Street valium blamed for 'unprecedented' spike in drugs deaths
Street drugs being sold as valium are responsible for an unprecedented number of drug-related deaths in Glasgow, experts have warned.
Early data shows there was a 43% rise in the number of people who died of drugs overdoses from January to October last year, compared with 2017.
An increasing number of drug-users were also treated for non-fatal overdoses across the city.
One expert warned that people who use the drug were "dicing with death".
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They believe that a recent spate of deaths among people in settled homeless accommodation could be linked to the drug but toxicology results are not yet available.
Warnings have been issued to known drugs users about the risk posed by the pills, especially if they are taken with other illegal substances like heroin or prescribed opiates.
However frontline drugs workers say dealers are flooding Scotland with so-called "street blues", producing it quickly, in vast quantities and "selling it for pennies".
Susanne Millar, chairwoman of Glasgow's Alcohol and Drug Partnership, said: "People are dicing with death by taking this drug, particularly if it is mixed with alcohol and other drugs.
"Warnings have been issued to people by homelessness and addictions services but sadly dealers are targeting the most vulnerable.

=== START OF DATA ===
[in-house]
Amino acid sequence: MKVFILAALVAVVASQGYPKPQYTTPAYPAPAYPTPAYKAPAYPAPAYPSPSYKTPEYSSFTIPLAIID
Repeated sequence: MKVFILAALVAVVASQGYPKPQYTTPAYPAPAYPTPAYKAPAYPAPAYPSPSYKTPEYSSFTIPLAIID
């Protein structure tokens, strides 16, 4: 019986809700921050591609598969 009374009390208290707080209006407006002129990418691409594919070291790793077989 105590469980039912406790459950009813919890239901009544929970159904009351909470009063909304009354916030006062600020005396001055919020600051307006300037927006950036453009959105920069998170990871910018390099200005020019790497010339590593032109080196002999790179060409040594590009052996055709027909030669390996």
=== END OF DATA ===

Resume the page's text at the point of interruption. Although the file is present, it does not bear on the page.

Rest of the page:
"A number of deaths have taken place among residents of settled homeless accommodation which is tragic and very unusual.
"Support is being offered to frontline staff who are being confronted by human tragedies when going to check on service users."
In addition to the deaths, there has also been an increase in reported use of naloxone, an antidote that can reverse the effects of an opiate overdose.
It is supplied to drug users and trained relatives and friends
Saket Priyadarshi, associate medical director at NHS Greater Glasgow and Clyde Addiction Services, fears "street blues" are a factor in the vast majority of fatal drug overdoses in the city.
He said: "I have been very concerned about the use of street blues for some time now. When people buy street blues, they do not know what is in the pills.
"The quality and dosage can be very variable."
Dr Priyadarshi said people might think they were taking diazepam but it might be other much more potent benzodiazepines, such as Etizolam.
He added: "The use of this drug in particular is associated with severe harm - from non-fatal overdoses and presentations to emergency departments to fatalities.
"It is particularly dangerous when used in combination with other drugs like heroin and even prescribed methadone.
"Although final toxicology is not yet available on the recent deaths in Glasgow, all the evidence suggests that the use of street blues is associated with the worrying trend of increasing drug-related deaths."
Last month, a drugs gang was jailed for producing at least £1.6m worth of street valium on an industrial scale in a garage in Paisley.
The court heard that police raided the garage and seized a pill press capable of producing 250,000 tablets an hour.